FIG. 19 is a flat pan view of an unexpanded bifurcated stent with slits in the medial region, connectors, and non-connected struts.

FIG. 19A is head on cross sectional view of a stent with slits in four quadrants of a stent portion.

FIG. 20 is a close up view of an unexpanded bifurcated stent with slits in the medial region, connectors, and non-connected struts.

FIG. 21 is a flat pan view of an unexpanded bifurcated stent with slits in the connectors.

FIG. 22 is a close up view of an unexpanded bifurcated stent with slits in the connectors.

FIG. 23 is a flat pan view of an unexpanded bifurcated stent with slits in the medial region, connectors, non-connected struts and the ostial frame.

FIG. 24 is a close up view of an unexpanded bifurcated stent with slits in the medial region, connectors, non-connected struts and the ostial frame.

FIG. 25 is a flat pan view of an unexpanded side branch assembly with slits in the spokes.

FIG. 26 is a flat pan view of an unexpanded side branch assembly with slits in the spokes and the rings.

FIG. 27 is a perspective view of interconnected columns with slits along the inner surface, outer surface and side faces of the members.

FIG. 28 is a flat pan view of stent struts with rectangular slits.

FIG. 29 is a perspective view of stent struts with diamond shaped slit ends.

FIG. 30 is a flat pan view of stent struts with diagonal rectangular slits.

FIG. 31 is a flat pan view of stent struts with off-center rectangular slits.

FIG. 32 is a flat pan view of stent struts with dual parallel slits.

FIG. 33 is a flat pan view of stent struts with multiple parallel offset slits.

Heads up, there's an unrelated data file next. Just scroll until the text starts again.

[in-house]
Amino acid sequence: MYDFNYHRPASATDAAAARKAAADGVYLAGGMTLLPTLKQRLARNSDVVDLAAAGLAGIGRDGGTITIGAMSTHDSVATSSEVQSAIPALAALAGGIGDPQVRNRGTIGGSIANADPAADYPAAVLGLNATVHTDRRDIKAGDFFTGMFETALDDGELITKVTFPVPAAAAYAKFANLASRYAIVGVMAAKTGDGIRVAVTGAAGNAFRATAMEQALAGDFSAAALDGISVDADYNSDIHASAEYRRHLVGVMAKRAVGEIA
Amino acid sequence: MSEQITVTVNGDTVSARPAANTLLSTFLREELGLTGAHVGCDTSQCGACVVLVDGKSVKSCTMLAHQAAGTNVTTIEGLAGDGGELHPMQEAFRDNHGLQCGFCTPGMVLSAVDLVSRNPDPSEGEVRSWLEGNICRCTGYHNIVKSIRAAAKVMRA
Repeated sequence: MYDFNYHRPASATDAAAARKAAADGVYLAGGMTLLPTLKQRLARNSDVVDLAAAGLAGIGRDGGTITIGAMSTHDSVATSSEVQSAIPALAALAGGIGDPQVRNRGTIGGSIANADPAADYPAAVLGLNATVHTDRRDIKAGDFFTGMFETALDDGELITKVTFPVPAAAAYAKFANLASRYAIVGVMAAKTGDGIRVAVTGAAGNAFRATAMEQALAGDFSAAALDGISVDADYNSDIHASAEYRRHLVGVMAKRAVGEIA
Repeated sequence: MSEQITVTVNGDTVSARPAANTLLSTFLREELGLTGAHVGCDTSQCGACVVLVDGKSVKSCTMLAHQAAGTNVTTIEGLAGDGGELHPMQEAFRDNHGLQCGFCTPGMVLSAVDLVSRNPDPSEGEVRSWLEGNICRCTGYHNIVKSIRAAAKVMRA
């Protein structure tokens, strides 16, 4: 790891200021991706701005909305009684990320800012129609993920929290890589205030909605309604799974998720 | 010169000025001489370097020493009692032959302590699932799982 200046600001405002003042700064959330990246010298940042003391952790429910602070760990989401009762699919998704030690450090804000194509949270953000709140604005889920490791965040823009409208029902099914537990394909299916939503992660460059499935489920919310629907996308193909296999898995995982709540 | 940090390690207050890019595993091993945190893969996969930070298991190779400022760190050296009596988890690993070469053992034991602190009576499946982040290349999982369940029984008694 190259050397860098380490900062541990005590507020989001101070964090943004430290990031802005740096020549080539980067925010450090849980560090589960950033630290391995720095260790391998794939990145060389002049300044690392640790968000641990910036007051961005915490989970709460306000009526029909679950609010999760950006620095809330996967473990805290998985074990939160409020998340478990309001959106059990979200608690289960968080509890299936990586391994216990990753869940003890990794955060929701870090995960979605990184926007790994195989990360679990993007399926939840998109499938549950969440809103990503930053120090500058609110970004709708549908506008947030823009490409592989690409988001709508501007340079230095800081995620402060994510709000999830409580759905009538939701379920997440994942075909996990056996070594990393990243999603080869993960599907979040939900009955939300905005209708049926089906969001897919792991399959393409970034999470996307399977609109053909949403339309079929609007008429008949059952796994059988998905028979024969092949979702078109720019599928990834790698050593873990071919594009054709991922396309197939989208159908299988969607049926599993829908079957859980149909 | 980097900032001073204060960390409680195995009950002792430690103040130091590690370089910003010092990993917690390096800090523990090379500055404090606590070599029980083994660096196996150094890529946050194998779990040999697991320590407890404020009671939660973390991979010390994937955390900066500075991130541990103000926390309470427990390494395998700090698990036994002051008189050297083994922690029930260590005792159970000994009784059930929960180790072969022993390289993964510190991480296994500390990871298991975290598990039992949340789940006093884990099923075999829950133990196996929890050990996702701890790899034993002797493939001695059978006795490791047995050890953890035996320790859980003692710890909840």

FIG. 34 is a flat pan view of stent struts with wave shaped slits.

FIG. 35 is a flat pan view of stent struts with triangular slits.

FIG. 36 is a flat pan view of stent struts with trapezoidal slits.

FIG. 37 is a flat pan view of stent struts with hourglass slits.

FIG. 38 is a flat pan view of stent struts with dumbbell slits.

FIG. 39 is a flat pan view of stent struts with serial dumbbell slits.

FIG. 40 is a flat pan view of stent struts with peak/trough slits.

FIG. 41 is a flat pan view of stent struts with offset parallel slits in the connectors.

FIG. 42 is a flat pan view of stent struts with serial slits extending from the connector into the struts.

FIG. 43 is cross sectional view of a radially widening stent member with a radially straight slit.

FIG. 44 is cross sectional view of a radially widening stent member with a radially widening slit.

FIGS. 45-47 are flat pan views of unexpanded bifurcated stents with connectors in various portions of the medial region.

DETAILED DESCRIPTION OF THE INVENTION

The invention will next be illustrated with reference to the figures wherein the same numbers indicate similar elements in all figures. Such figures are intended to be illustrative rather than limiting and are included herewith to facilitate the explanation of the apparatus of the present invention.

For the purposes of this disclosure, like reference numerals in the figures shall refer to like features unless otherwise indicated.

Depicted in the figures are various aspects of the invention. Elements depicted in one figure may be combined with, or substituted for, elements depicted in another figure as desired.

Referring now to FIG. 1, there is shown a bifurcated stent (1) in a linear unexpanded state. The stent comprises a number of stent members (8) including but not limited to: struts (7), strut connectors (6), and petals (32). One or more of the stent members (8) have one or more slits (40) within them. The slits (40) facilitate both stent introduction and stent implantation.

The stent members (8) combine to form two stent portions, a first body which is a generally tubular main stent body (10) and a second body which is a side branch assembly (30). Some examples of bifurcated stents contemplated by this invention include but are not limited to those found in commonly owned co-pending patent application Ser. No. 11/752837 which is incorporated by reference in its entirety. The slits (40) are located along one, some, or all of these two stent portions (10, 30). When in the unexpanded state (as can be seen for example in FIG. 2), the stent (1) is generally tubular in shape and its outer surface (4) defines a first circumferential layer (36).